Kim said the towers will have about 500 units of apartments, office space and retail shops with price tags ranging from $112,000 to $1.8 million a unit. Construction will start next month and take 3 1/2 years to complete, but Kim said nearly half of the units have already been bought.

In recent years, Siem Reap, a northwestern town near the famed Angkor Wat ruins, also has seen frenzy of hotel and guesthouse construction for the growing numbers of tourists.

Thrilled with the boom, Prime Minister Hun Sen has said it has been made possible by the political stability he has brought. In a recent speech he warned that if he isn't re-elected in July elections, property prices could nosedive.

"It was a threat, a dirty trick to gain votes," said Son Chhay, an opposition party lawmaker.

Son Chhay and some human rights workers, including Pilorge of the human rights group Licadho, believe that the boom is partly fueled by people laundering money from illegal logging, drug trafficking and tax evasion by plowing the cash into the real estate market.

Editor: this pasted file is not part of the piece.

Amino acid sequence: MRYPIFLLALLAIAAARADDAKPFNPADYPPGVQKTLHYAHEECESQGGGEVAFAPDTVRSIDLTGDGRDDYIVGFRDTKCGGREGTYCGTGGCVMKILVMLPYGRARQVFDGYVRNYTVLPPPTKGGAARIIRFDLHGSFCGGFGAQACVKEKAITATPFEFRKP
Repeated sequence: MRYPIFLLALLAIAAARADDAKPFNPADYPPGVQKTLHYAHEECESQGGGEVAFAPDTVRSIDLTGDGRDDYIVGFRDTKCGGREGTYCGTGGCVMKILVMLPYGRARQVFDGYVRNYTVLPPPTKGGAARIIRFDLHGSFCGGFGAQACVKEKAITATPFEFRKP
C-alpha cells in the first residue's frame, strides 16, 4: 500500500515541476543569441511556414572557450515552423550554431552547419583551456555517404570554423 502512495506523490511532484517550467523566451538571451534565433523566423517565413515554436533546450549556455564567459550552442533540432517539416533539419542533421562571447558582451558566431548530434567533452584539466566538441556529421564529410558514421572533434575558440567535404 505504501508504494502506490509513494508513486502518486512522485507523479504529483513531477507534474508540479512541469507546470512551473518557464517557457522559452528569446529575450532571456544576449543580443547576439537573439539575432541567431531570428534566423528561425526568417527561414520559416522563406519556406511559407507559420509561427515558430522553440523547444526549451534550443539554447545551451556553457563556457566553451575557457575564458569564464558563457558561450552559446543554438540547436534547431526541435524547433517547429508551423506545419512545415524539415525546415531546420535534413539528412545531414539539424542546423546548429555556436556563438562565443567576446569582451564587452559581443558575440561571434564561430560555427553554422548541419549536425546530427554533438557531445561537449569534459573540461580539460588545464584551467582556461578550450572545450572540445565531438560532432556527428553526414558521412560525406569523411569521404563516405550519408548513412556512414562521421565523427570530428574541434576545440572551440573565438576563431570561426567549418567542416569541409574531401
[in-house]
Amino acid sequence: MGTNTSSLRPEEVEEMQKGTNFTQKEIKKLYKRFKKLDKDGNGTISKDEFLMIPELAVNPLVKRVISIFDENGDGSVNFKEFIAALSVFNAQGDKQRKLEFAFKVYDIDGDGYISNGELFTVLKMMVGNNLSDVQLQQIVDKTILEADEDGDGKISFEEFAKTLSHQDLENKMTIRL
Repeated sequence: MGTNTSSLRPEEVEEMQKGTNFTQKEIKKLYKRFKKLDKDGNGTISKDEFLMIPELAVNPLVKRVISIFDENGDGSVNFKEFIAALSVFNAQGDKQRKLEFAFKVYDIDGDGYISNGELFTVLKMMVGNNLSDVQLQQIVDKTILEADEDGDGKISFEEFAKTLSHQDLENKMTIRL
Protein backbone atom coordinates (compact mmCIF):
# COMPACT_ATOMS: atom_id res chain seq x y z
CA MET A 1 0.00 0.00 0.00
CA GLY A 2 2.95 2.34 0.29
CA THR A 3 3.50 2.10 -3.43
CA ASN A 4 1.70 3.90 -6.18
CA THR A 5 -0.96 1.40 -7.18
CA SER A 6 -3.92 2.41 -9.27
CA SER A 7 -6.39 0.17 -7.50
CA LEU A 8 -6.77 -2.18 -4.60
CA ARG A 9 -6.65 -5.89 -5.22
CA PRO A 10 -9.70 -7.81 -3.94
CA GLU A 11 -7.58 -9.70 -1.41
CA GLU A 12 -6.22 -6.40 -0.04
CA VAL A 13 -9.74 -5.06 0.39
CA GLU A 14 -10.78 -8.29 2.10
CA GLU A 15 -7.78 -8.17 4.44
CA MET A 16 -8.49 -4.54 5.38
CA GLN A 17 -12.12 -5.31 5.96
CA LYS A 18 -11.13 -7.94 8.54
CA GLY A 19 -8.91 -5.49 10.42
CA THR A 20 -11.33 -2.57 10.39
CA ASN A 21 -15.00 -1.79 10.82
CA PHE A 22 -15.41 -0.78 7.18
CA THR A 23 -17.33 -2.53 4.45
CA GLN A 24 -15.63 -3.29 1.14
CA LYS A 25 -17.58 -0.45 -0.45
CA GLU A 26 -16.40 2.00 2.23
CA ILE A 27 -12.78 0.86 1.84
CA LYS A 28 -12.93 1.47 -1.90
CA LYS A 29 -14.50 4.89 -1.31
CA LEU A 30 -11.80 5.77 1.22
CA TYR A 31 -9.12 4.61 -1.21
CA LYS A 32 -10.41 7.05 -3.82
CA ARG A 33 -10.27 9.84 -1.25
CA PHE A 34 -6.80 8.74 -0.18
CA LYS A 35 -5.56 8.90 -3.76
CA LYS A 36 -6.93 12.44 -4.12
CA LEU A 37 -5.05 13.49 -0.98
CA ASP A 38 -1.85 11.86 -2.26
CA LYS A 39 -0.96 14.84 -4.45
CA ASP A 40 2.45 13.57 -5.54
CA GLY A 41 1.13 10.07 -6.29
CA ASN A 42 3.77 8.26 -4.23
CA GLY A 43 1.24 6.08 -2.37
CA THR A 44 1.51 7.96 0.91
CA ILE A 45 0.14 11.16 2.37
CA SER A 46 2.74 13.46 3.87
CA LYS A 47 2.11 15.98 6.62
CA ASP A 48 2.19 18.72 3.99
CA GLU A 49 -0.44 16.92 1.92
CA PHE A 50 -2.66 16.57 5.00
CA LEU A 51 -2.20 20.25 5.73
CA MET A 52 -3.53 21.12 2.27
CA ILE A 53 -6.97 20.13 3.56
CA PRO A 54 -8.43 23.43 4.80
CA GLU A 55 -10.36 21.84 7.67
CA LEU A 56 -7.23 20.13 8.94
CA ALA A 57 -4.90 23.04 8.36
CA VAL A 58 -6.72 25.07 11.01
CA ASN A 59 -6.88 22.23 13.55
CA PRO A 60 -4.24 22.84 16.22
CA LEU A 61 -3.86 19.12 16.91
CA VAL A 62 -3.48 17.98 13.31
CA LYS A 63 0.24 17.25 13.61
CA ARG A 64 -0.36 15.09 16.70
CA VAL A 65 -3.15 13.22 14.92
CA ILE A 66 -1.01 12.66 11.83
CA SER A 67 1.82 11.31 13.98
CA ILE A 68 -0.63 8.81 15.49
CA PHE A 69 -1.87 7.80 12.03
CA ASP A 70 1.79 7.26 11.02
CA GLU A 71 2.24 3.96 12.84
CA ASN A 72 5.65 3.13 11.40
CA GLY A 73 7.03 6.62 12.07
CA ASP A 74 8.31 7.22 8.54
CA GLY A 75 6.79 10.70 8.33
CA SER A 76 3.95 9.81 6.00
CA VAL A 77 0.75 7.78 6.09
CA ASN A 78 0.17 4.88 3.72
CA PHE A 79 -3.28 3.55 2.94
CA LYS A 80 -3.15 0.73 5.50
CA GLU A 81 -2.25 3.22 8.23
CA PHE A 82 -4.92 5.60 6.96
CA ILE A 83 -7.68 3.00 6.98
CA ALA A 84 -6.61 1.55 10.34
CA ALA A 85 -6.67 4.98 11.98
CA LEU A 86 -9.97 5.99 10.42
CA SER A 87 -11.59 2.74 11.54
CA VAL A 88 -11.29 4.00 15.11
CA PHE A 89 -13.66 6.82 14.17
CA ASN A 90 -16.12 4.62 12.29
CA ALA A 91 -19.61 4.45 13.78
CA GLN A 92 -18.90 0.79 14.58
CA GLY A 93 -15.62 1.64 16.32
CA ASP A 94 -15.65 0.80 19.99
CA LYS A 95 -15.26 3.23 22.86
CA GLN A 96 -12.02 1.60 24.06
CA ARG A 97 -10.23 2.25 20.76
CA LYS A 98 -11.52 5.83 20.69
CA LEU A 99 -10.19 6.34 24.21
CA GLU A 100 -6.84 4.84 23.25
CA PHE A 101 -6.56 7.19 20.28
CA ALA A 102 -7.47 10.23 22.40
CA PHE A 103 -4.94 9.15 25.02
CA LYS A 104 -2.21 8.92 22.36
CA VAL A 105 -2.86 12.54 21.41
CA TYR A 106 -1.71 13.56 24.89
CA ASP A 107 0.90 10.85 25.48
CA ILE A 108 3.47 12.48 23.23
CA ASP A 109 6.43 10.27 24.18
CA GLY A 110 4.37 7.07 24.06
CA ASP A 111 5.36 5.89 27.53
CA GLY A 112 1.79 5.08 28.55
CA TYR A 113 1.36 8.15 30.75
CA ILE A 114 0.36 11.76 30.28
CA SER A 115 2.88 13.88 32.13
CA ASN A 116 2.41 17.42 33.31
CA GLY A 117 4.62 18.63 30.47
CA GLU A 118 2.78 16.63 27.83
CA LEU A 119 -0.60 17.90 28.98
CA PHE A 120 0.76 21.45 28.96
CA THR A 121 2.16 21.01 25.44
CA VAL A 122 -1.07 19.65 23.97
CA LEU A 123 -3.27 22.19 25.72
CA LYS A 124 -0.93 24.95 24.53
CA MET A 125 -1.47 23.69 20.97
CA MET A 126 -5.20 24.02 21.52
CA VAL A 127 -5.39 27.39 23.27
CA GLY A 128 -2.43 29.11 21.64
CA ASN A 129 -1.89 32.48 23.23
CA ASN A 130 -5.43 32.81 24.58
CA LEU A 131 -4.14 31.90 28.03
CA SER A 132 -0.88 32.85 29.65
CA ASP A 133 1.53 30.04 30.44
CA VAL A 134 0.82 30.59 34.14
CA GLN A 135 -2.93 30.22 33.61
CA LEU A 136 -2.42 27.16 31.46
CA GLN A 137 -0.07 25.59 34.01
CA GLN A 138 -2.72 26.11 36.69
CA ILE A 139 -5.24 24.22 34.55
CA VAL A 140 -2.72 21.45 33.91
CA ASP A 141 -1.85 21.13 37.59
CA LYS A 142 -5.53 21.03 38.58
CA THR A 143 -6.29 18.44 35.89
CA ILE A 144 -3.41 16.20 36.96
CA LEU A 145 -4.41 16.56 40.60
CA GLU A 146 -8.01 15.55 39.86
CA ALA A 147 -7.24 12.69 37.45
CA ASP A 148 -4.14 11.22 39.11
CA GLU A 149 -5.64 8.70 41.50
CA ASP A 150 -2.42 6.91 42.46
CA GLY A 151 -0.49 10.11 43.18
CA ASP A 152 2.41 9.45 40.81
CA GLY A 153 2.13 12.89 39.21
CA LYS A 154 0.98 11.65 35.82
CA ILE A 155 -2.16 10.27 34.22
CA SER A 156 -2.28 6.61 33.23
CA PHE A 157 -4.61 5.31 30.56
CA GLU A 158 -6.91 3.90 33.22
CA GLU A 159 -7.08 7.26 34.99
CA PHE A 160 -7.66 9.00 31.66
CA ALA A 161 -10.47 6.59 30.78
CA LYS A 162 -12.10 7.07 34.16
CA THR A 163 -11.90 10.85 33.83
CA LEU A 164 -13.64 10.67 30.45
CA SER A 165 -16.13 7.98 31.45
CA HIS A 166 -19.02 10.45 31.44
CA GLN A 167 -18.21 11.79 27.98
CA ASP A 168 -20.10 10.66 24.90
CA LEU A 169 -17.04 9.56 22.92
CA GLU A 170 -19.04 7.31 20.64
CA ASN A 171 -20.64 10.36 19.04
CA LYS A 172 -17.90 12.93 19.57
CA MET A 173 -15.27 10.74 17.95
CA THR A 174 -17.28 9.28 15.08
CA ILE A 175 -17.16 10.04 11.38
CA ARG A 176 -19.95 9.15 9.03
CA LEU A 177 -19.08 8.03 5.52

"This is not going to be healthy for the Cambodian economy," Son Chhay said.

There are also concerns that the rapid price gains are creating a bubble that will eventually pop.
Eric Sidgwick, senior economist at the Asian Development Bank office in Phnom Penh, said the real estate market has been "driven by a combination of genuine demand for business-related and residential construction," as well as a growing population, increased urbanization and speculation.

Still, there were "reasons to be concerned about the recent increase in real estate prices and the dangers of further inflating a speculation-led bubble," he said in an e-mail. He declined to comment about any possible link between money laundering and the property market boom.